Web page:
The head of the Arab League said Wednesday that Arabs were angry and frustrated and "the name of the game is reform" — a call lent urgency by turmoil of recent days, when a corrupt regime was overthrown in Tunisia and several people died in anti-government riots in Egypt.
Arab League's Secretary-General Amr Moussa, who is Egyptian, spoke to reporters at the annual meeting of the World Economic Forum in Davos, where a panel of Mideast economic experts convened separately to tackle the same question — and generally agreed the region needs better education, more transparent regimes, and cleverer business strategies.
The issue that set off controversy at the closed session had to do with one characteristic the region's diverse countries generally share: the absence of genuine democracy. Audience members pushed the idea but the assembled experts seemed more skeptical — and, tellingly, most would not be quoted on the issue.
One exception was Ennis Rimawi, a Jordan-based managing partner of Catalyst, a private equity firm specializing in energy and water technology.
He said the efforts by Dubai to build a global financial center had inspired progress in other Gulf states, in clean energy, research and development and other areas. The Gulf was poised to be "an economic powerhouse (with) a spillover effect in the poorer countries ... I'm very optimistic with the current leadership in place, largely in the (Gulf)."
One panelist said the region needed strong but "benevolent" leaders — ones who would allocate resources fairly and transparently and nudge societies toward progress. It was the failure to sufficiently provide for the people this way that doomed the authoritarian leadership in Tunisia, he suggested.
Another argued democracy was not part of Arab culture, with its respect for elders, tribalism and patriarchal traditions.
A third suggested democracy was desirable — but not before the public was better educated and would not vote along tribal lines.
Rimawi said Mideast nations should key on areas where they might naturally dominate, and identified three: the purchase of oil- and gas-related technical services needed by its main export industries, desalination-related business to resolve the water shortage, and solar energy to exploit the abundance of sun.
But seizing these opportunities will be difficult under existing circumstances: Panelists noted that the Arab world lagged badly behind other regions in key innovation indicators such as patents per capita, and was generally seen as faring poorly in contract enforcement.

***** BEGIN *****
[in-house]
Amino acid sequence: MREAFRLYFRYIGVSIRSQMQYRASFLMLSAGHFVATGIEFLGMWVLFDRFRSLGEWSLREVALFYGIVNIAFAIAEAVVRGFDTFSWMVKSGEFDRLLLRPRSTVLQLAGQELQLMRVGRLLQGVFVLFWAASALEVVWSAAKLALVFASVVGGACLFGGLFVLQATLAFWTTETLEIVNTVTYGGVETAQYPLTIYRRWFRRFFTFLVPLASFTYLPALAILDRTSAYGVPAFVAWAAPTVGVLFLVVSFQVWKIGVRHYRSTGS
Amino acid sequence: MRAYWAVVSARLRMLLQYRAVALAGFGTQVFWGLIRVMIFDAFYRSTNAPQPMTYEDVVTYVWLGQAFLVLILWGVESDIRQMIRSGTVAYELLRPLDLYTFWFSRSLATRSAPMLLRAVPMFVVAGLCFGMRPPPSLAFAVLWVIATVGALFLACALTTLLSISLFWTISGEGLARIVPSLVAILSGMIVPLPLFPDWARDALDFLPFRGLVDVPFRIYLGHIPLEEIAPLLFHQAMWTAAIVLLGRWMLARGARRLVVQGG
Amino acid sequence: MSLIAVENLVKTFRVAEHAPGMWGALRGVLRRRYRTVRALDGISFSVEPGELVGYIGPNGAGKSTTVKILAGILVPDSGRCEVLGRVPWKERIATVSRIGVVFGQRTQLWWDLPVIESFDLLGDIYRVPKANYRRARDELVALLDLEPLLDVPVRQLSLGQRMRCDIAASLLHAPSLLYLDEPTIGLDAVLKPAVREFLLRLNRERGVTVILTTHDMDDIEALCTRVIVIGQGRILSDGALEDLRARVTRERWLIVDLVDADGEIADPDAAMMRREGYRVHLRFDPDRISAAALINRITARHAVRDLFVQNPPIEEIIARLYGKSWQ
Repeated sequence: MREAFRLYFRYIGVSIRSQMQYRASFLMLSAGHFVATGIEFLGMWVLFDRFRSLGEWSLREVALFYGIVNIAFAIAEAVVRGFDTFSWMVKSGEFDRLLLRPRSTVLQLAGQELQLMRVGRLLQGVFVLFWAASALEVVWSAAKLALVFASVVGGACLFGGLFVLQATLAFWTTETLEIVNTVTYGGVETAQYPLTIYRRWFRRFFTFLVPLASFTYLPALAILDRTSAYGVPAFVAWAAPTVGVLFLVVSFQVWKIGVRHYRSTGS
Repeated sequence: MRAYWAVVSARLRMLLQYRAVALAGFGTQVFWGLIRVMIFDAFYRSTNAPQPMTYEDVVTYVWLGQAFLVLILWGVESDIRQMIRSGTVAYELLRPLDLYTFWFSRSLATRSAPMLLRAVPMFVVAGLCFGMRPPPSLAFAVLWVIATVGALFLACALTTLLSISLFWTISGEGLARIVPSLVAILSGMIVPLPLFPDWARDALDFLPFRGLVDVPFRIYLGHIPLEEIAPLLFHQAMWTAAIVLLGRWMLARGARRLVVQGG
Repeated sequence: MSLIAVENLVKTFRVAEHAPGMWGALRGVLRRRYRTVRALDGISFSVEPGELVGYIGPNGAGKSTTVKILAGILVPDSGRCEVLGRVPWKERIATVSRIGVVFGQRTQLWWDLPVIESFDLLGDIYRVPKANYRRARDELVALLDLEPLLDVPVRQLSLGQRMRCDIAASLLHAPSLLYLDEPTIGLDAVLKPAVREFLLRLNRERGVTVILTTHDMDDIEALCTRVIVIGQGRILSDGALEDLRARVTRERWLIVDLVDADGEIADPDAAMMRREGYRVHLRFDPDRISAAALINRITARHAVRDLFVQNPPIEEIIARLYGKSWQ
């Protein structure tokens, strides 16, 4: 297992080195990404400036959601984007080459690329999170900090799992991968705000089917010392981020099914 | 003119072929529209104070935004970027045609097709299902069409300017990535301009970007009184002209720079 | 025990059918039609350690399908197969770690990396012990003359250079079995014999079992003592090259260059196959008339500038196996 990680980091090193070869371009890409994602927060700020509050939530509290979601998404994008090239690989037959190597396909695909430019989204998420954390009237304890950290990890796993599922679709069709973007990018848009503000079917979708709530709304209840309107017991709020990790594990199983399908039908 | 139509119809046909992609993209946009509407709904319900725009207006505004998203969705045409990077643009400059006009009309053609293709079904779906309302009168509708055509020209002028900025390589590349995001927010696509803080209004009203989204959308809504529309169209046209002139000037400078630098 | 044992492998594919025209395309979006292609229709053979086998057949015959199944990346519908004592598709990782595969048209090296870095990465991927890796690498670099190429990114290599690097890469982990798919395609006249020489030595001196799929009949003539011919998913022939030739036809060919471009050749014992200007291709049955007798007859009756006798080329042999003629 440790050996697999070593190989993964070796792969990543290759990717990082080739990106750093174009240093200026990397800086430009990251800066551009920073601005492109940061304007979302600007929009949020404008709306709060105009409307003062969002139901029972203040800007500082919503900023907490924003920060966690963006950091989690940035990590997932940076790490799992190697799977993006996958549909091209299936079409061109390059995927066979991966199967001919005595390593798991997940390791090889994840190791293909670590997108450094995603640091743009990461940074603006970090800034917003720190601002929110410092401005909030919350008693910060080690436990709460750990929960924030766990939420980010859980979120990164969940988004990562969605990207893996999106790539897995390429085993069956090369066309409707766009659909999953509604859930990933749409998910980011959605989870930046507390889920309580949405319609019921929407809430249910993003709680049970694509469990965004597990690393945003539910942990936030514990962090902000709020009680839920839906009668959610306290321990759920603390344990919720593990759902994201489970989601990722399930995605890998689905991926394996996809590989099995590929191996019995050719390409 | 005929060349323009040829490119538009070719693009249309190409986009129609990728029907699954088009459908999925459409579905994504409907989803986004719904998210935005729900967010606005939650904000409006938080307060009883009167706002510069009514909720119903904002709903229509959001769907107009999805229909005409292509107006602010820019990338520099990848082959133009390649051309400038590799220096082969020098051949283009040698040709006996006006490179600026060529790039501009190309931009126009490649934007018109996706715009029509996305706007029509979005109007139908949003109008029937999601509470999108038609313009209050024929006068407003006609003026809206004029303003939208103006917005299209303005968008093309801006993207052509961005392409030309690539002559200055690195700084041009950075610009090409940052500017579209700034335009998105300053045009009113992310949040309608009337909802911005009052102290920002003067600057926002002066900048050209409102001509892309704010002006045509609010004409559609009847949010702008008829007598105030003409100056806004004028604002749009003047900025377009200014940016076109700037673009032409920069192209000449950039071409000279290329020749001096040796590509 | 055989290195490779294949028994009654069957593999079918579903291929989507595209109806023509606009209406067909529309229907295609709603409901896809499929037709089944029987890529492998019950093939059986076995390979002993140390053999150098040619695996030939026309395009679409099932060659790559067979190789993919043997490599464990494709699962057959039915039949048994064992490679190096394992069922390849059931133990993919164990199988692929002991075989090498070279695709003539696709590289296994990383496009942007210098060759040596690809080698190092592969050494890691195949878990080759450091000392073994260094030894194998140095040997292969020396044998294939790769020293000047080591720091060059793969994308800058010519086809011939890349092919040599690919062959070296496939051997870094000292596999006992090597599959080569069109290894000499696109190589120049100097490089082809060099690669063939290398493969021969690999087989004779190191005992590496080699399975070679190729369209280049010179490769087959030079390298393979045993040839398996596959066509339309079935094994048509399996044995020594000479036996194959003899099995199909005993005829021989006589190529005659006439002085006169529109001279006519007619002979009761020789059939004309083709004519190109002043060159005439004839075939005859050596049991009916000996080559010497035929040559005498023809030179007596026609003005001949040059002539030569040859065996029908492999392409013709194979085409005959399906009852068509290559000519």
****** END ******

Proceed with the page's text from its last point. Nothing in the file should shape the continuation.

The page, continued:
There was widespread agreement that the main problem was education.
"Many people have degrees but they do not have the skill set," said Masood Ahmed, director of the Middle East and Asia department of the International Monetary Fund. In part, this is because schools were turning out graduates prepared for work in the public sectors that dominate many of the region's countries — and not for driving a vibrant private sector more likely to innovate.
"The scarce resource is talent," agreed Omar Alghanim, a prominent Gulf businessman. The employment pool available in the region "is not at all what's needed in the global economy."
Ahmed said another problem was that most of North Africa's trade — some 80 percent — was with Europe, a region that was growing far slower than Asia and other parts of the world. For the region to better its current growth rate of some 4 percent — insufficient to leap out of the widespread poverty, especially given high population growth — it needed to diversify its industries and export markets.
There were disagreements on whether the region's dirigiste economies were working. One panelist noted Dubai's government-mandated drive to create a world city inspired other regional states, while another said that the Arabs as a whole would never prosper in the "Twitter generation" until people were empowered and entrepreneurs freed of bureaucracy.
In his comments, Moussa said the Arab world was in flux.
"There is turmoil in the Arab world for so many reasons, internal as well as regional, and even international," he said. "The Arab citizen is angry, is frustrated. That is the point. So the name of the game is reform."
Former U.N. Secretary-General Kofi Annan, who was also attending the Davos forum, agreed that "the solution is reform." But he warned that leaders might fear that "if you open the door just a little, you cannot control it again."
"I hope they will take the right decision and move in the right direction" and "not clamp down," Annan said, adding that he expects what happened in Tunisia "to have repercussions even beyond North Africa."
Edith M. Lederer contributed to this report.